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WVU Extension Service Issues Warning About Fall Armyworms

Photo Provided by WVU Extension Service Fall armyworms are reportedly causing significant damage to area lawns and fields.

WHEELING – In their larvae stage, fall armyworms can feed as a group and can devour an entire lawn or hay field in a matter of days, according to officials with the West Virginia University Extension Service.

In fact, the extension service has received enough calls about the armyworm recently that they posted an “AgAlert” on the topic, cautioning area residents to be proactive against what can be a menacing pest for area farmers or landscapers.

Extension service officials suggest area residents monitor their lawns and fields through September, as the armyworm can leave behind what appears to be large areas of “burned out” or “browned out” turf or field which can resemble the damage caused by a drought.

According to the WVU Extension Service, in late June, armyworms begin arriving in West Virginia from the south.

Shortly after, eggs are laid in masses on the undersides of plant leaves, tree trunks, undersides of tree limbs and other structures near suitable host plants, such as fences, bleachers and light posts.

The name ‘armyworm’ originally came about because where there are large infestations, it can resemble an army as they move across large fields, according to Karen Cox, West Virginia University Extension Agent for Ohio County. She said outbreaks, or large numbers of the armyworm, usually occur every few years in the region.

“This is typically more of a problem in the southern states. It’s usually not a big problem here,” Cox explained. “We believe that because of the hurricanes and storms that have pushed air up from the south, that these (armyworm) moths hitched a ride basically and came up here earlier than normal and therefore they were able to have more generations than normal.

“And each time they lay eggs and hatch you have that many more caterpillars to deal with,” she added.

The armyworm larvae feed as a group and can devour an entire lawn or hay field in a matter of a few days, according to extension office officials. Damage is caused by the larvae (caterpillars) when chewing plant tissue — causing the grass to appear thinned out of brown. This appearance is the result of grass plants rapidly dehydrating after armyworm larvae damage the grass. For this reason, the damage they cause often resembles drought damage.

“With the outbreak that we’re having, it’s been significantly impacting our pastures and hayfields and reducing the grasses that we have available for our livestock to eat,” Cox explained. “But it’s also affecting people’s yards and golf courses, which can lead to erosion problems if there’s no cover. So we’re encouraging people if they have a problem and have questions to reach out to us. For some of our farmers it has been menacing.”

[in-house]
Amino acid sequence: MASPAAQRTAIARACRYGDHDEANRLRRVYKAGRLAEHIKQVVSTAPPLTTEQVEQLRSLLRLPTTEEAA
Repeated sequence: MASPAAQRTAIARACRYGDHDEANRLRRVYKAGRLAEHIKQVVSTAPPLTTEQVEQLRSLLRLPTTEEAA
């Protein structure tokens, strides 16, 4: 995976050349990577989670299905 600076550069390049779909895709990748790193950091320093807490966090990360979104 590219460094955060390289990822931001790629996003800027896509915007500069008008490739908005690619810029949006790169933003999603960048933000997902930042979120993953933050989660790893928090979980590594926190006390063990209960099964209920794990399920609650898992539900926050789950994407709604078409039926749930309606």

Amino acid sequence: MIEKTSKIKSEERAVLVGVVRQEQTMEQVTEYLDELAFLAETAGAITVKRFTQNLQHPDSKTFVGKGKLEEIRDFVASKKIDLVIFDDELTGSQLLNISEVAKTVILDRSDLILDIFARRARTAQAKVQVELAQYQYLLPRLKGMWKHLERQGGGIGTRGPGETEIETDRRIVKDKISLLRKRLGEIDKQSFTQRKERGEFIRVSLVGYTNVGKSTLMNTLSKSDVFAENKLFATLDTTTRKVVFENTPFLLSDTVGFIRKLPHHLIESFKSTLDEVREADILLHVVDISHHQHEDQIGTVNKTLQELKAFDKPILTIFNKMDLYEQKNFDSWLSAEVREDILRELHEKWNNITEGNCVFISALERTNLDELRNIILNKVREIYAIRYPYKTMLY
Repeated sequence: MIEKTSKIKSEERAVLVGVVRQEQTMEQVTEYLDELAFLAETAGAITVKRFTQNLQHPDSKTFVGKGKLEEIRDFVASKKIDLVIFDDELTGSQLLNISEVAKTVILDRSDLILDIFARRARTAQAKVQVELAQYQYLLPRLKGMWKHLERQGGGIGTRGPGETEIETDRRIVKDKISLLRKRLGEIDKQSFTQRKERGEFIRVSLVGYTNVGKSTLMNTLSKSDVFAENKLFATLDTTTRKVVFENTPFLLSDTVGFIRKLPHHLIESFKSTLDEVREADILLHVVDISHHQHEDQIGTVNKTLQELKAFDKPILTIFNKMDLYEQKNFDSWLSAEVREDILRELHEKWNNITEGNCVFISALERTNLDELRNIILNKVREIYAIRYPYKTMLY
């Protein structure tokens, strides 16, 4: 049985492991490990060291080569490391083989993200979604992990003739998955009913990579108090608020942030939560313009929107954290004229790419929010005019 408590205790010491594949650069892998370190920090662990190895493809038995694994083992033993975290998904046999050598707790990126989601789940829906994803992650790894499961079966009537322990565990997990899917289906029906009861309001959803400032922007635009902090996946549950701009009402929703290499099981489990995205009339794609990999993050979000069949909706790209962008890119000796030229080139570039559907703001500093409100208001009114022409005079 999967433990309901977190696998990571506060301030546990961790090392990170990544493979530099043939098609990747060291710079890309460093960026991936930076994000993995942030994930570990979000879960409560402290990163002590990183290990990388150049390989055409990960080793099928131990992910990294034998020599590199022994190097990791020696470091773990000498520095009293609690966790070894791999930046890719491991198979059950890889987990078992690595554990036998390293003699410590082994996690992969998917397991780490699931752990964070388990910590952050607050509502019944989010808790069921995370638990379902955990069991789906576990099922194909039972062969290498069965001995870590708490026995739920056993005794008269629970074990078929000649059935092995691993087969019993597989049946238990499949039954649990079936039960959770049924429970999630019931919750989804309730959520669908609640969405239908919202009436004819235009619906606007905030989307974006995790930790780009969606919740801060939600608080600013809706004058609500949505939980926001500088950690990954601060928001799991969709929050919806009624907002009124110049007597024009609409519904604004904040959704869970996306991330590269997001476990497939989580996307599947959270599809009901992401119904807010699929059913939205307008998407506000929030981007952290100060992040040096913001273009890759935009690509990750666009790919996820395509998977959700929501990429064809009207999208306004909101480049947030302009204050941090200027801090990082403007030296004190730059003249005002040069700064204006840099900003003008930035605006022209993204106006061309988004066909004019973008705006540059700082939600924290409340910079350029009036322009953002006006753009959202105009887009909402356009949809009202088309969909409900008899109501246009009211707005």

According to the U.S. Department of Agriculture, the armyworm is a destructive pest that can feed on 80 different crop species, including corn. The larval stage of armyworms can also cause rapid, significant loss of leaf tissue in turfgrass. They feed primarily on bermudagrass, ryegrass, fescue, and bluegrass, but can also be pests of agricultural crops.

Farmers and turfgrass managers should scout their fields every three to four days to monitor for caterpillars through the end of September. Treatment is recommended when more than three worms of quarter inch in length or greater are found in a one square-foot area. Control of the armyworm will depend on the coverage with a recommended pesticide. It is also recommended to mow the lawn or field prior to treatment.

According to the WVU extension Service, several insecticides with different active ingredients kill armyworms. Spinosad, chlorantraniliprole, azadirachtin, pyrethrins, neem oil, methoxyfenozide are reduced risk insecticides that are labeled against this pest. Products with the active ingredient Bacillus thuringiensis can be used to control the younger larval instars.

The feed of armyworms is eventually reduced by cold temperatures and the insects will eventually die with the first fall frost, according to Cox. For more information contact your local WVU Extension Service Office. The WVU Ohio County Extension Service phone number is 304-234-3673.


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